The photograph does this, reminds us time and again. The more passionate the photograph the more we return to it. And so it is that a specimen arrived the other day, between two long slips of hardboard were pages sewn together at the spine, and between these two large slips of board the pages turned. Long white layers upon which a flower appeared, not just any flower but dozens I had never seen until I laid my eyes upon Flora by Nick Knight (Schirmer/Mosel).

Flora is a garden of earthly delights, an archive of pressed flowers, each photographed like a portrait. Each plant is from the herbarium of the Natural History Museum in London, a collection which contains more than six million plants from all corners of the world. The book, first published in 1997. is being reissued on the occasion of the publisher’s 40 anniversary. And rightfully so, for Flora is a treasure trove, a magical portal, a veritable repository of soul.

In the book’s preface Mr. Knight observes, “I was struck by the fact that these plants didn’t look dead. Life was very apparent. I could see the movement of the wind blowing through their leaves ad petals. Sense the water flowing through their vessels and their flowers straining to turn and open into the suns’ rays. But these plants had one important difference—the fragility, the tragic urgency that had gone and they had taken on a new certainty of being; a statement like boldness. They have escaped their fate.

“There are few things that make me happier than discovering a new way of seeing the familiar. Seeing in a way I could not have imagined. It is a very liberating seeing and one that makes me feel very optimistic.”

Indeed, for a photographer, the act of seeing is the act itself. To be able to see anew, again and again, to take it all in, to set it down, on paper slipped between boards, to edit from a collection of hundreds until the final 46 came forth. Forty-fix flora taken at full size, collected in this bouquet unlike any other. To see is to believe is to know that we need to feed our eyes to serve the soul. We consume, effortlessly, endlessly in all that exists, but to charge one’s self with looking—that is the next level. Mr. Knight knows life, and now he knows death. The flora here are eternal, preserved forever more as we peruse the pages of Flora.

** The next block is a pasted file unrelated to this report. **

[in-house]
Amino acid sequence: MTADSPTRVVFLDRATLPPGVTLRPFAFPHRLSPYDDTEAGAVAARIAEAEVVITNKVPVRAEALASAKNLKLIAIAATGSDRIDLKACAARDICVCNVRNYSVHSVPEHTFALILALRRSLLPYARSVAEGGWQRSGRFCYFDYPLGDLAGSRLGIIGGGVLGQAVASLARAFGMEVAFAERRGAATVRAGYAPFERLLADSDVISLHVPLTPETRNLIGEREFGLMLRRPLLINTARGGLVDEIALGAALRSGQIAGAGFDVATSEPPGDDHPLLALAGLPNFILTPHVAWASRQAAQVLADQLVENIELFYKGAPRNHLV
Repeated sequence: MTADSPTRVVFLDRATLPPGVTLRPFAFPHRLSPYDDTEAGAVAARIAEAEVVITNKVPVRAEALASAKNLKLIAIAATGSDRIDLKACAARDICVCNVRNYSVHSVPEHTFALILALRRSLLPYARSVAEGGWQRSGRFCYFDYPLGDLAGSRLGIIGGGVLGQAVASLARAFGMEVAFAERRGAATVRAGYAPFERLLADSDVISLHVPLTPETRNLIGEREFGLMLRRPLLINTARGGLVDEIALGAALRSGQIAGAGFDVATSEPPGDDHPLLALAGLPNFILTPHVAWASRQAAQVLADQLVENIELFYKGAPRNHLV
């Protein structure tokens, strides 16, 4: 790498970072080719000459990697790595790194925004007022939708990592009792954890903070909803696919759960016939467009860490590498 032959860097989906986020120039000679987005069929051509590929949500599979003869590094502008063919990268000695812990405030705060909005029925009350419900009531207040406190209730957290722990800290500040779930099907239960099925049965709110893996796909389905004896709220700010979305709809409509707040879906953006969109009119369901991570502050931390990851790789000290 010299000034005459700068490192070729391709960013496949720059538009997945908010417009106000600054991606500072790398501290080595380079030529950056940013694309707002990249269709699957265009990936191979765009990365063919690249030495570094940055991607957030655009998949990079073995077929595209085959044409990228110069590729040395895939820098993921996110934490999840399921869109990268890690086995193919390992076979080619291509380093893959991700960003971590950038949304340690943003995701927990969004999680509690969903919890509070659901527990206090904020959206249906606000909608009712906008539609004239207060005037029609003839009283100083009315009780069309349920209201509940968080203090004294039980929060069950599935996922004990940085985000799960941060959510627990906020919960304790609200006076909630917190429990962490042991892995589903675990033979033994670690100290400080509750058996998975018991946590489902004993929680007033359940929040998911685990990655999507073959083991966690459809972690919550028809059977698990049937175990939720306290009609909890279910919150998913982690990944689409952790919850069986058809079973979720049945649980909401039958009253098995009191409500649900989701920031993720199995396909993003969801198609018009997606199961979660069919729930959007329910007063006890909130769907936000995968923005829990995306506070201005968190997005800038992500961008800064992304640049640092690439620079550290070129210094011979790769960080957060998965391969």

SCHIZAEACEAE Lygodium palmatum

SCHIZAEACEAE
Lygodium palmatum

Knight_Flora_2014_Cover_full

Valentina Ilardi Martin, portrait courtesy of Citizen Couture

Valentina Ilardi Martin, portrait courtesy of Citizen Couture

Valentina Ilardi Martin is the Editor in Chief of GREY Magazine, a sumptuous compendium of fashion photography, fiction and poetry that has been published in a hardcover periodical every spring and every fall since 2009 featuring photographs by Nobuyoshi Araki, William Eggleston, Nan Goldin, Sarah Moon, Martin Parr, Robert Polidori, and Ellen von Unwerth among many more.

The photograph comes first for Ms. Ilardi Martin, whose native Roman passion for the grandeur of everyday beauty belies each story produced in the book. She is nothing if not a womanist by nature, honoring the power and influence of the female mind, body, and heart.

GREY maintains a structural integrity to the construction of the photographs, collaborating in the creation of a shared reality that integrates the clothing into the photograph as though it were not so much a matter of fashion as it were the architecture of the life of the body. How we sheath and clothe, hide and seek, play dress up, how we dress to express, to impress, to pretend, to reveal who we see ourselves as.

Ms. Ilardi Martin recalls, “When I was young, I was illustrating, then I decided to become a painter. My parents were both more structured people; they woke up every morning at 7 a.m. I didn’t want to do that. I wanted to be an artist because I thought they could do whatever they want, whenever they want.

“Then I moved forward. (Laughs). I followed my parents’ advice and went to business school. Then I had a really big accident with a motorbike. I was in a coma for two days. When I came out of it, I said to my father, ‘I’m leaving business school and I am going to art school instead.’ They said yes.”

“I have always had a visual life. I feed myself with my eyes. When I am in places where I cannot feed my eyes, I feel really sick. I would not be able to work in an office which does not have a view,” Ms. Ilardi Martin mentions as the breeze wafts through the window of her ninth-floor home.

Read the Full Story at THE CHIC.